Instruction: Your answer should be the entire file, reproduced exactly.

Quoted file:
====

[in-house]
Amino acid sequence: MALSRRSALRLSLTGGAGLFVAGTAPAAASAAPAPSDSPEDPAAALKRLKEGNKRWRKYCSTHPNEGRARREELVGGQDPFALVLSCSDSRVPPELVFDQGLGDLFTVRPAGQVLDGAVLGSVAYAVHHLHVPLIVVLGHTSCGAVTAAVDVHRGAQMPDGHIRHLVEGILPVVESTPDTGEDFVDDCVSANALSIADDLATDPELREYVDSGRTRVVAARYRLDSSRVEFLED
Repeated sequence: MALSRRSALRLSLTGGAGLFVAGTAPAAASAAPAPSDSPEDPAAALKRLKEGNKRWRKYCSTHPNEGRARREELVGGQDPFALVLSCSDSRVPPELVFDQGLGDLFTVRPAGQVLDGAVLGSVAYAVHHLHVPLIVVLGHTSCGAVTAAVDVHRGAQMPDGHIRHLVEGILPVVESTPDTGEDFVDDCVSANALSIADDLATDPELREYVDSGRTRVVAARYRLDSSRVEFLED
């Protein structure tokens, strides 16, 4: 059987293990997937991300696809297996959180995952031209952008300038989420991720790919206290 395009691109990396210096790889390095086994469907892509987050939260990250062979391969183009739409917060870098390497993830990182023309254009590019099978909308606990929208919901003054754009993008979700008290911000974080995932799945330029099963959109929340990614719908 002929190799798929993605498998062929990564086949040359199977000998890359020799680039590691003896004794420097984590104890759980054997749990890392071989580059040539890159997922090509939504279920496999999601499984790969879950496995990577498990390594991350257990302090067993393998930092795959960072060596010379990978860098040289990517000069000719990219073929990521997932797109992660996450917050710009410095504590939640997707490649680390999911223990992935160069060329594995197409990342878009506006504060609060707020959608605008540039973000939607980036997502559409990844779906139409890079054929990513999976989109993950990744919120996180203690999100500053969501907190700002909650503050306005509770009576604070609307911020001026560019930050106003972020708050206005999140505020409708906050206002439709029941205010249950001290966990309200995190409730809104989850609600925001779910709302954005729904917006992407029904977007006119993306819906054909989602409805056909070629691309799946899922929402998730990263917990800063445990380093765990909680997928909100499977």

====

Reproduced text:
[in-house]
Amino acid sequence: MALSRRSALRLSLTGGAGLFVAGTAPAAASAAPAPSDSPEDPAAALKRLKEGNKRWRKYCSTHPNEGRARREELVGGQDPFALVLSCSDSRVPPELVFDQGLGDLFTVRPAGQVLDGAVLGSVAYAVHHLHVPLIVVLGHTSCGAVTAAVDVHRGAQMPDGHIRHLVEGILPVVESTPDTGEDFVDDCVSANALSIADDLATDPELREYVDSGRTRVVAARYRLDSSRVEFLED
Repeated sequence: MALSRRSALRLSLTGGAGLFVAGTAPAAASAAPAPSDSPEDPAAALKRLKEGNKRWRKYCSTHPNEGRARREELVGGQDPFALVLSCSDSRVPPELVFDQGLGDLFTVRPAGQVLDGAVLGSVAYAVHHLHVPLIVVLGHTSCGAVTAAVDVHRGAQMPDGHIRHLVEGILPVVESTPDTGEDFVDDCVSANALSIADDLATDPELREYVDSGRTRVVAARYRLDSSRVEFLED
């Protein structure tokens, strides 16, 4: 059987293990997937991300696809297996959180995952031209952008300038989420991720790919206290 395009691109990396210096790889390095086994469907892509987050939260990250062979391969183009739409917060870098390497993830990182023309254009590019099978909308606990929208919901003054754009993008979700008290911000974080995932799945330029099963959109929340990614719908 002929190799798929993605498998062929990564086949040359199977000998890359020799680039590691003896004794420097984590104890759980054997749990890392071989580059040539890159997922090509939504279920496999999601499984790969879950496995990577498990390594991350257990302090067993393998930092795959960072060596010379990978860098040289990517000069000719990219073929990521997932797109992660996450917050710009410095504590939640997707490649680390999911223990992935160069060329594995197409990342878009506006504060609060707020959608605008540039973000939607980036997502559409990844779906139409890079054929990513999976989109993950990744919120996180203690999100500053969501907190700002909650503050306005509770009576604070609307911020001026560019930050106003972020708050206005999140505020409708906050206002439709029941205010249950001290966990309200995190409730809104989850609600925001779910709302954005729904917006992407029904977007006119993306819906054909989602409805056909070629691309799946899922929402998730990263917990800063445990380093765990909680997928909100499977």